Friday, September 21, 2007

Let the Right One In – review

Author: John Ajvide Lindqvist

First Published: 2004

Contains spoilers

The Blurb: “Oskar and Eli. In very different ways, they were both victims. Which is why, against the odds, they became friends.

“And how they came to depend on one another, for life itself.

“Oskar is a 12 year old boy living with his mother on a dreary housing estate at the city’s edge. He dreams about his absentee father, gets bullied at school, and wets himself when he’s frightened.

“Eli is a young girl who moves in next door. She doesn’t go to school and never leaves the flat by day. She is a 200 year old vampire, forever frozen in childhood, and condemned to live on a diet of fresh blood.”

The review: Having read the blurb you’d be forgiven for supposing that this Swedish novel, which was translated into English for publication in the UK this year, was going to be a kids book, after all the two main characters are around 12.

Nothing could be further from the truth, this is a horror purely and simply, with some unusual and, at the same time, familiar vampire lore. However the horror of the book is split into two distinct areas. Despite a ritualistic murderer on the rampage in the first half of the book, which the reader knows is tied to Eli and her helper Håkan, the true horror of the first part of the book is mundane in nature. The bullying of Oskar is brutal, for instance, and his response disturbing. Oskar is no angel, a habitual shoplifter, it seems that he has been driven to the verge of murdering his tormentors and has become obsessed with serial killers.

Amongst the other characters we meet are his neighbour Tommy, a teenage thief and glue-sniffer, who resents his mother’s relationship with police officer and church-goer Staffan, who, himself, has barely repressed violent tendencies. Indeed, it is difficult to find characters that are not deeply flawed and yet, despite the flaws or maybe because of them, you find yourself becoming sympathetic to many of the characters and their plights.

Håkan himself is the most unsympathetic and disturbing of characters, posing as Eli’s father he is rather too fond of small boys and has had trouble in his past because of it. It is clear that he wants more from his relationship with the vampire than she is willing to give. A warning to those wanting to read this book, at this point, that some of the Håkan scenes are rather strong in content.

As the book progresses we never leave this suburban nightmare behind, Lindqvist drawing a living, black-hearted city around us. The horror from the hearts of man is over-whelmed, however, with the horror of the vampirism around them. I do not want to give too much away but I do want to look at the lore Lindqvist creates.

The vampirism is an infection, Eli does not see herself as a vampire or undead as she is still, very much, alive. However there can be undead vampires, we discover later, vampires whose minds have died after the infection has taken hold.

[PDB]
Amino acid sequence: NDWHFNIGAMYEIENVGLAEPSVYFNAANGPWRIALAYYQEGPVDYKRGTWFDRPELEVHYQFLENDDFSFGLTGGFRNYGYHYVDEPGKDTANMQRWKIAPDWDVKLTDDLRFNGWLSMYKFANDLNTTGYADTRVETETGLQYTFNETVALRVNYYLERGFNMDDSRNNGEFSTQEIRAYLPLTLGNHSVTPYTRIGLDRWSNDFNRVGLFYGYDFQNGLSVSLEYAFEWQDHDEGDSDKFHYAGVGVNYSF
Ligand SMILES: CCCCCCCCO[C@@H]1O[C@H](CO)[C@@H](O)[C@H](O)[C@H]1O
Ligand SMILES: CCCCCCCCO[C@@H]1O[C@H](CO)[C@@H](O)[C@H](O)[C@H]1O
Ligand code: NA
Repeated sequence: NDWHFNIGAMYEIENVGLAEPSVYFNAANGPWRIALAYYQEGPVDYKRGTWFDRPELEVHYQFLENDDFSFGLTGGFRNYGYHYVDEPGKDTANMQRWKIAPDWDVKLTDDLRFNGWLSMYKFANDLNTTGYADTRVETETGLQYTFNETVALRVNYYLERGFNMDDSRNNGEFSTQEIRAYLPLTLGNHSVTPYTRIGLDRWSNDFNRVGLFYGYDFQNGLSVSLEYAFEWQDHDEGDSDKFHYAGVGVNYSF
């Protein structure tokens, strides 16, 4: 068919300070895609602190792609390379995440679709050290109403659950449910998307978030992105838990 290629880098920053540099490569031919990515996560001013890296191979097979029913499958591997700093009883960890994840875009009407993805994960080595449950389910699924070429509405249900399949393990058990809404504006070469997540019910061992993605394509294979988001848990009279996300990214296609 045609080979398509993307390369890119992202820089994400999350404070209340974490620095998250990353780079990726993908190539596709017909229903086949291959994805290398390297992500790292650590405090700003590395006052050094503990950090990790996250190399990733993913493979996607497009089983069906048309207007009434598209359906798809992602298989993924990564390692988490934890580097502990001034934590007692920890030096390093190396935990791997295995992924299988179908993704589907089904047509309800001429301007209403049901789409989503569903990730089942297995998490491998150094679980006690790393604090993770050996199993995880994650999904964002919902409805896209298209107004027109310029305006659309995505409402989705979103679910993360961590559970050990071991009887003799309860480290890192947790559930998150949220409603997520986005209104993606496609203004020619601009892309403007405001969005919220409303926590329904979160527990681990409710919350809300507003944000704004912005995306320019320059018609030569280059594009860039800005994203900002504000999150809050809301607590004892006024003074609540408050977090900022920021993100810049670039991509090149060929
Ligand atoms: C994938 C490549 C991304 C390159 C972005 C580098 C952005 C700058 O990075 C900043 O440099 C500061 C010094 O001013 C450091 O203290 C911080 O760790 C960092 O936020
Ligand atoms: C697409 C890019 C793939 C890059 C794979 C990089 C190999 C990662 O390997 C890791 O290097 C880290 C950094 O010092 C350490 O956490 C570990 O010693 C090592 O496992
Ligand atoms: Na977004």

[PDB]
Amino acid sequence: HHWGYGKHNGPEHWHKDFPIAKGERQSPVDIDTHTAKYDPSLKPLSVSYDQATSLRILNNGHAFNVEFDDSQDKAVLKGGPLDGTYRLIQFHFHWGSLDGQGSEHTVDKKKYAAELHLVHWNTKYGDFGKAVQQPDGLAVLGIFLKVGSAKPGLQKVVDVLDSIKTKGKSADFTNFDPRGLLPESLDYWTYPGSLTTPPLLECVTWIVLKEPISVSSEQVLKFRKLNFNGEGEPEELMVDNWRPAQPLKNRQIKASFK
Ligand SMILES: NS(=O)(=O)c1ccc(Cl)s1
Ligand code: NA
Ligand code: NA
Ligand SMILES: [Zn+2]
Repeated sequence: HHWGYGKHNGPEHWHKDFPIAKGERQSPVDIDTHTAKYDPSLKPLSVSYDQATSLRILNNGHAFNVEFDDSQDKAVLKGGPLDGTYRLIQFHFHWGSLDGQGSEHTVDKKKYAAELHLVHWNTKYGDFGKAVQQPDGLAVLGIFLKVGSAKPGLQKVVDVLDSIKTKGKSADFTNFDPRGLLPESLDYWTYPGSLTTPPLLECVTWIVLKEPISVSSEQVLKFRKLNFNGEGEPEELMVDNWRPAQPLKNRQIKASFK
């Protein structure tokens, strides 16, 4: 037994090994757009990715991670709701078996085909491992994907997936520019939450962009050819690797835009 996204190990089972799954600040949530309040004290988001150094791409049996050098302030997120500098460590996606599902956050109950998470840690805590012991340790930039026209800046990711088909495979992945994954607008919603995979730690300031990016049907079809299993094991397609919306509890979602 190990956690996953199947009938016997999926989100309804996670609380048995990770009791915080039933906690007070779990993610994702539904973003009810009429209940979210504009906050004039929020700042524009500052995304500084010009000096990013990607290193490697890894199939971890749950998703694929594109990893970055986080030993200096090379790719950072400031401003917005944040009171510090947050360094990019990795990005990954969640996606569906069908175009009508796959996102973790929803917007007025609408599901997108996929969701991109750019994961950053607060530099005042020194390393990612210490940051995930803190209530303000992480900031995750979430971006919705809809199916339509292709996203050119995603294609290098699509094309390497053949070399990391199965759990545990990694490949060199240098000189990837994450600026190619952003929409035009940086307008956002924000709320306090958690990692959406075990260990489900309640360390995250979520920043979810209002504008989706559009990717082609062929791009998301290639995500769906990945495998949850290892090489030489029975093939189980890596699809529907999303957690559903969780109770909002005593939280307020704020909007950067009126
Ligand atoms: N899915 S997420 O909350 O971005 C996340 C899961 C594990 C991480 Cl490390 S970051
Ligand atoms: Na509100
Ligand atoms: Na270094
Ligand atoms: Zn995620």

They are not, however natural creatures. They are stronger and faster, when fed, and can control their bodies in order to create fangs and claws: “The bones crackled in her hands as they stretched out, shot out through the melting skin of the fingertips and made long, curved claws. Same thing with her toes… …A shooting sensation in her teeth as Eli thought them sharp.”

They need a direct invitation to enter somewhere and the invitation has to be given for any entrance way to a domicile, therefore if they have used the door they cannot use the window without another invitation. The reaction when this is breached is very unusual. We see Eli, at one point, enter a building uninvited, no mystic force blocks her way but, once in, her blood begins to weep out of every pore and orifice until the invitation is given. If it had not been, she would have, presumably, died.

The other ways to kill a vampire are by sunlight or fire and by a stake in the heart. The reason for the stake is also unusual and its use theoretical as we do not see one actually used, but they are mentioned. Once a person is infected new cells begin to form around the heart, forming a secondary brain that is entirely dominated by the infection. The stake will kill the infection’s brain, the base intelligence that is able to drive them forward to kill. We get an indication that there might be conflict issues with the secondary, instinctive, brain and the more morally centred human brain.

We also discover that cats naturally hate vampires and may attack them on sight. Also vampires, or Eli at least, love puzzle games – a trait owing much to the tradition of vampires being obsessive compulsive, one feels.

Another unusual aspect was that rather than have Eli as a 200 year old trapped in a child’s body, Eli is very much a child still, frozen mentally and emotionally.

If the book had a flaw it is that the writing can, on a few occasions, seem to get clunky, for want of a better description. I suspect however that this had more to do with the translation process from Swedish to English than a fault with the original prose. It is only a minor issue, however, and not one to put a reader off exploring this excellent, innovative but highly disturbing novel.

7.5 out of 10.

Many thanks to Jim-fish for putting me on to this one.

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